When you are self-studying, do you just pick a topic/book which takes your fancy, or is there a sorta list you like to follow?
QFT typically works with groups rather than fields. A "field" in QFT is simply a name we (Physicists) give to something we don't know how to otherwise describe. A field appears to permeate all space at all times. Fields have energy and momentum, interact with other fields, and obey certain rigid physical laws. The structure of these laws is more or less the same, the differences being mainly the strength of the interactions and the symmetries of the group structure that apply to the field. Classical field theory started with the description of the electric field, then of the magnetic field. The concept explained how a charged particle could react to the presence of another particle without touching: action at a distance. A "quantum" field is of a similar nature.
That being said, the similarity of the terms is basically a coincidence. However I have heard of some of the more Mathematical treatments of Feynman diagrams referring to things like "vertex algebras" which my poor understanding takes to be the particular algebra that the field variables obey in specific Feynman diagrams. Does the Mathematics of the field variables create a (Mathematically defined) field? I've never heard of such, but then I can't follow the Math at that level to be able to tell you for sure.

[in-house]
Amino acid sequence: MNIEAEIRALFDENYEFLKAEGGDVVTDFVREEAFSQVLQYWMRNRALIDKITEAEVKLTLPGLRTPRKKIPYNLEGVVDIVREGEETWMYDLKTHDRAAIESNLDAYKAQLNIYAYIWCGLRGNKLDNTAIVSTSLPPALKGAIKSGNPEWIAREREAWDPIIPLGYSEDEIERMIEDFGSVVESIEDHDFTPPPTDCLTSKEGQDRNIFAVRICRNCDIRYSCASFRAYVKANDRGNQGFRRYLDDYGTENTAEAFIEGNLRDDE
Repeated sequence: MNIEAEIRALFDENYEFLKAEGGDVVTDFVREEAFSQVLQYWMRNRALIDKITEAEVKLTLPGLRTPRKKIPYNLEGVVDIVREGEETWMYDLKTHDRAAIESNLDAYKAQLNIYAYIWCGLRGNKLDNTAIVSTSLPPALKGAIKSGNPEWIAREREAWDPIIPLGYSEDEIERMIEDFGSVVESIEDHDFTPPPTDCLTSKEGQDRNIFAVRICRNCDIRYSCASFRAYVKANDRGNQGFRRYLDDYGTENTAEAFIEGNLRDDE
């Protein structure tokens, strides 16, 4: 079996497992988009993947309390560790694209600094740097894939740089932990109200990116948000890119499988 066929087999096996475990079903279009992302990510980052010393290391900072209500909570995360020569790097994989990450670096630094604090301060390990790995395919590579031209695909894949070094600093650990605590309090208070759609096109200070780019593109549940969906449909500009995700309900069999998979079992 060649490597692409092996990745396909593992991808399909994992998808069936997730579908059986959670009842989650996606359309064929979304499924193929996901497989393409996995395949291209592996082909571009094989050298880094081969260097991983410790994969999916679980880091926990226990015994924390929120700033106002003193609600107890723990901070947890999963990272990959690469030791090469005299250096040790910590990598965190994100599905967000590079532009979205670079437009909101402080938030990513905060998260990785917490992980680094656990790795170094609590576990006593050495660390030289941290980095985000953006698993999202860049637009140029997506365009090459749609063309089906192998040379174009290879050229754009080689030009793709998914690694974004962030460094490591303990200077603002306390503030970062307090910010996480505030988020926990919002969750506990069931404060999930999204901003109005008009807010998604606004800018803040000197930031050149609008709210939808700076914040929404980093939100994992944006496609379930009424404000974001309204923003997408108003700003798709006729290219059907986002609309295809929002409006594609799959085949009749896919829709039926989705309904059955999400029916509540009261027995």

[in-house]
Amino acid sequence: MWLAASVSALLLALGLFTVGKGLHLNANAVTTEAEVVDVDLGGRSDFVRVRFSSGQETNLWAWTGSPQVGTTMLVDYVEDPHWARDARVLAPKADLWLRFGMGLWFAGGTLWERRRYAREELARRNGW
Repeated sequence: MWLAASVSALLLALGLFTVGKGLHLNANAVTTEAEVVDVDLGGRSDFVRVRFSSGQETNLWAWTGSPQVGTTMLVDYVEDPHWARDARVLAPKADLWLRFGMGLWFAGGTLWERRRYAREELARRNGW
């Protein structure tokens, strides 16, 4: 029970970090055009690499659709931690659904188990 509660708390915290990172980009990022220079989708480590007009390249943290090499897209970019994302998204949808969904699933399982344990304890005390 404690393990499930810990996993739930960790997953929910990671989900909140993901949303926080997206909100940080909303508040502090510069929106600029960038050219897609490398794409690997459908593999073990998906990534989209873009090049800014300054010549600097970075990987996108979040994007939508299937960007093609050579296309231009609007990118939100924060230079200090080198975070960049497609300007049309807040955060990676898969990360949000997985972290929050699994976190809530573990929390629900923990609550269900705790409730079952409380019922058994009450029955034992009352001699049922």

-Dan
As it was noted before group theory is used in theoretical physics.
Lie groups and algebras are used in classical electrodynamics, quantum electrodynamics and relativity theory (Lorentz group). Group theory is also used in solid state physics for investigating symmetries of crystals.
Algebra can also have more practical application. I heard it is used in cryptography and signal processing (quaternions).
I have found also that link: Group Theory and Physics, maybe it will interest you. I don't have time for reading that because I'm at work recenty